By the 1980s, the reputation of Carneros was burgeoning not only within California but across the world. More established producers moved in and bought up land to cultivate fruit primarily destined for sparkling wines. Among these were Domaine Chandon and Gloria Ferrer.
Later that decade, phylloxera was to strike and served to thwart some of the excitement building around the region. It forced many producers to replant their vineyards with phylloxera-resistant rootstock. It also served as an opportunity for growers to dabble in a newer generation of excellent French vines. When the Chardonnay boom reached full momentum, Carneros saw an explosion of new planting running to thousands of acres.
Tourists are now attracted not only by the wines of Los Carneros but also by the thriving food scene of Napa.
What to Look For
Note that not all wineries serving wines of the Carneros AVA are physically situated within the region. In addition, many larger producers serve wines from a multitude of other growing regions.
Carneros’ climate is an intriguing blend of characteristics from the quintessential Mediterranean climate and the harsher continental climate. There is just enough warmth for the grapes to ripen and they typically do so slowly. The area is full of experienced producers who’ve learned from past mistakes and refined their methods to near perfection.
There is something uniquely special about the Chardonnays of California. This perhaps stems from the fact that few places on earth offer a climate with such a narrow band of seasonal variation and a finely struck balance between cool and warm. Producers typically struggle the most during especially chilly years.
Ripeness is a critical concern for growers and requires keen attention to detail. Breezy conditions throw another spanner into the works. Mold and mildew typically thrive in Carneros’ characteristically fog-ridden mornings. Nevertheless, challenging conditions often produce some of the finest wines.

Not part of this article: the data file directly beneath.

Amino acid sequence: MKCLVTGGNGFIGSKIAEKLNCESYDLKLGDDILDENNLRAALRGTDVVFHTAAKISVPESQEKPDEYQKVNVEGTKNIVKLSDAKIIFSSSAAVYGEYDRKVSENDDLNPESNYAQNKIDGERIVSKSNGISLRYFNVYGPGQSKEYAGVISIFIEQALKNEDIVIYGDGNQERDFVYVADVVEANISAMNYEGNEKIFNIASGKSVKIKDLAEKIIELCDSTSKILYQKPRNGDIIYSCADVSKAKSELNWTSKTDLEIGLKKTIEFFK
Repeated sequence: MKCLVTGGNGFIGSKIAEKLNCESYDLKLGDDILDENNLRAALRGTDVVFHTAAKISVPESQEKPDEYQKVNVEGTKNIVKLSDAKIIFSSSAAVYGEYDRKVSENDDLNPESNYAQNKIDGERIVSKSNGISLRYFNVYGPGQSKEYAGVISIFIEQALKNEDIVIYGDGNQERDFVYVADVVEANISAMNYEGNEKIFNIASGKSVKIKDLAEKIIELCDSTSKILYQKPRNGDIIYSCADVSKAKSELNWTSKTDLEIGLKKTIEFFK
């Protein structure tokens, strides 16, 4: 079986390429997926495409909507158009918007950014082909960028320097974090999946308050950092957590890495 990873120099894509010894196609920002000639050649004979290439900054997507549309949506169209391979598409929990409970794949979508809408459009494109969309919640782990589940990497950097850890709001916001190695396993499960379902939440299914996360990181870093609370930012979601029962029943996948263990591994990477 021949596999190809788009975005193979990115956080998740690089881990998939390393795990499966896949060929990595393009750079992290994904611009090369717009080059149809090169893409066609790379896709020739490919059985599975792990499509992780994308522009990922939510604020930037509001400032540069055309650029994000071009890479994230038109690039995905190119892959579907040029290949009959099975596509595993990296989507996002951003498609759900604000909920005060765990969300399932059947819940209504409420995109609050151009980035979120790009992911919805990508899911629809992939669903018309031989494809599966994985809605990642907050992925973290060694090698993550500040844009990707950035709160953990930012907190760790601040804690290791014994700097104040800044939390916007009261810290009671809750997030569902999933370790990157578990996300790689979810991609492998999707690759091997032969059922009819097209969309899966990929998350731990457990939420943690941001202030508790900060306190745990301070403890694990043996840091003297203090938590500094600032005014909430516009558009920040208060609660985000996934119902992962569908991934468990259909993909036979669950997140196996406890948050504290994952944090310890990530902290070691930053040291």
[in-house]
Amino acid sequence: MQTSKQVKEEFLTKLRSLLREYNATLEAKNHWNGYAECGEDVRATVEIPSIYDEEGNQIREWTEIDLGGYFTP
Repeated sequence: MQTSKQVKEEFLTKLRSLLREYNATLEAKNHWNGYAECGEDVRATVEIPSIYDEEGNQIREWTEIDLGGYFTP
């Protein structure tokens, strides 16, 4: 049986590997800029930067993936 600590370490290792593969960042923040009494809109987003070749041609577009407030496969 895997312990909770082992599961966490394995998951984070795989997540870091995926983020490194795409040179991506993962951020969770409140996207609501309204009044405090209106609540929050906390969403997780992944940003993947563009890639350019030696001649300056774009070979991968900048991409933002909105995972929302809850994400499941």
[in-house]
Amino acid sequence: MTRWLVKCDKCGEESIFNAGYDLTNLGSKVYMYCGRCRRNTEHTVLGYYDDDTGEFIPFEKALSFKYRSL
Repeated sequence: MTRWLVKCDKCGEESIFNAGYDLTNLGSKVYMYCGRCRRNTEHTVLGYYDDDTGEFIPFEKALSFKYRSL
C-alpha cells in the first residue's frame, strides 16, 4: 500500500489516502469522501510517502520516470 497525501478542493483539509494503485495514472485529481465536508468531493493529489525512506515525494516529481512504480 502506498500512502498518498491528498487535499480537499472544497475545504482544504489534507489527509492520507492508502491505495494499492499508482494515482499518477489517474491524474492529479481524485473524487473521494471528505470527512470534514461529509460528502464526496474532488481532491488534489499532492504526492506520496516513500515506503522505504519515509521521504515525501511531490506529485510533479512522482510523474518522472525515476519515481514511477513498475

The Chardonnay of Carneros has a particularly special and noteworthy ripeness. The aroma can even turn citrusy at times. Another thing to pay attention to is the acidity of the wine, which lays the foundation for tremendous depth and flavor. Parceled together, these characteristics make for an indulgent and delightful tasting experience.
Carneros’ climate, while cool by Napa standards, remains considerably warmer than in France’s most significant Pinot Noir and Chardonnay growing regions. While summer temperatures in Burgundy are roughly on par with Carneros, French growers face substantially cooler winters. The somewhat warmer conditions of Carneros add depth and character to its finest wines.
Ranking the Best Estates
Note that not all wineries are physically located in the Carneros AVA region. In addition, many larger producers serve wines from a multitude of different growing regions.
Of course, any form of league table or ranking is ultimately subjective. However, with that disclaimer in mind, I will share my own opinion of many of Carneros’ leading wineries and vineyards below. “Excellent” producers are those I deem to represent the pinnacle of the appellation. “Good” producers are those that achieve truly noteworthy quality. Finally, “Fair” producers are those that produce wines of real substance that only occasionally fall short of expectations.
Leave a reply